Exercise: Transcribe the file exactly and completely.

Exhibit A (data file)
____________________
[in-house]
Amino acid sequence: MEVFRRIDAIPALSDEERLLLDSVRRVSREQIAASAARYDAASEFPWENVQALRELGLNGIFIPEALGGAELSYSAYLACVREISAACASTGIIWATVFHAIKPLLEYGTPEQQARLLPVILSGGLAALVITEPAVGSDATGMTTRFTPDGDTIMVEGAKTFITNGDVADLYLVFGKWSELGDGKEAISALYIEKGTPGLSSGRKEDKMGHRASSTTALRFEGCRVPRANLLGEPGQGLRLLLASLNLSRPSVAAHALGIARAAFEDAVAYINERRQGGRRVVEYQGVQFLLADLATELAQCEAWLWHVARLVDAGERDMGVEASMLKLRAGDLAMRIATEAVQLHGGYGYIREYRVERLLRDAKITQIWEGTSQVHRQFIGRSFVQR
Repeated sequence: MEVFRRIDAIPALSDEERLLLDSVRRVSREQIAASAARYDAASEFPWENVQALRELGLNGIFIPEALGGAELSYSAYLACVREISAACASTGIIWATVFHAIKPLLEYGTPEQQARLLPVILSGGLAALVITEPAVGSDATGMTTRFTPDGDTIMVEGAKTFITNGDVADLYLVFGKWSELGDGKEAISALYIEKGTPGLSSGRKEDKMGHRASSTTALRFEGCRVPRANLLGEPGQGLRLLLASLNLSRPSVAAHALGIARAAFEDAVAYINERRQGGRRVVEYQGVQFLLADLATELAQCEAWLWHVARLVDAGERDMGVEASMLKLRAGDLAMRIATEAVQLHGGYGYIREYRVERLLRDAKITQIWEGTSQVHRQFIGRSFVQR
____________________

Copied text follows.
[in-house]
Amino acid sequence: MEVFRRIDAIPALSDEERLLLDSVRRVSREQIAASAARYDAASEFPWENVQALRELGLNGIFIPEALGGAELSYSAYLACVREISAACASTGIIWATVFHAIKPLLEYGTPEQQARLLPVILSGGLAALVITEPAVGSDATGMTTRFTPDGDTIMVEGAKTFITNGDVADLYLVFGKWSELGDGKEAISALYIEKGTPGLSSGRKEDKMGHRASSTTALRFEGCRVPRANLLGEPGQGLRLLLASLNLSRPSVAAHALGIARAAFEDAVAYINERRQGGRRVVEYQGVQFLLADLATELAQCEAWLWHVARLVDAGERDMGVEASMLKLRAGDLAMRIATEAVQLHGGYGYIREYRVERLLRDAKITQIWEGTSQVHRQFIGRSFVQR
Repeated sequence: MEVFRRIDAIPALSDEERLLLDSVRRVSREQIAASAARYDAASEFPWENVQALRELGLNGIFIPEALGGAELSYSAYLACVREISAACASTGIIWATVFHAIKPLLEYGTPEQQARLLPVILSGGLAALVITEPAVGSDATGMTTRFTPDGDTIMVEGAKTFITNGDVADLYLVFGKWSELGDGKEAISALYIEKGTPGLSSGRKEDKMGHRASSTTALRFEGCRVPRANLLGEPGQGLRLLLASLNLSRPSVAAHALGIARAAFEDAVAYINERRQGGRRVVEYQGVQFLLADLATELAQCEAWLWHVARLVDAGERDMGVEASMLKLRAGDLAMRIATEAVQLHGGYGYIREYRVERLLRDAKITQIWEGTSQVHRQFIGRSFVQR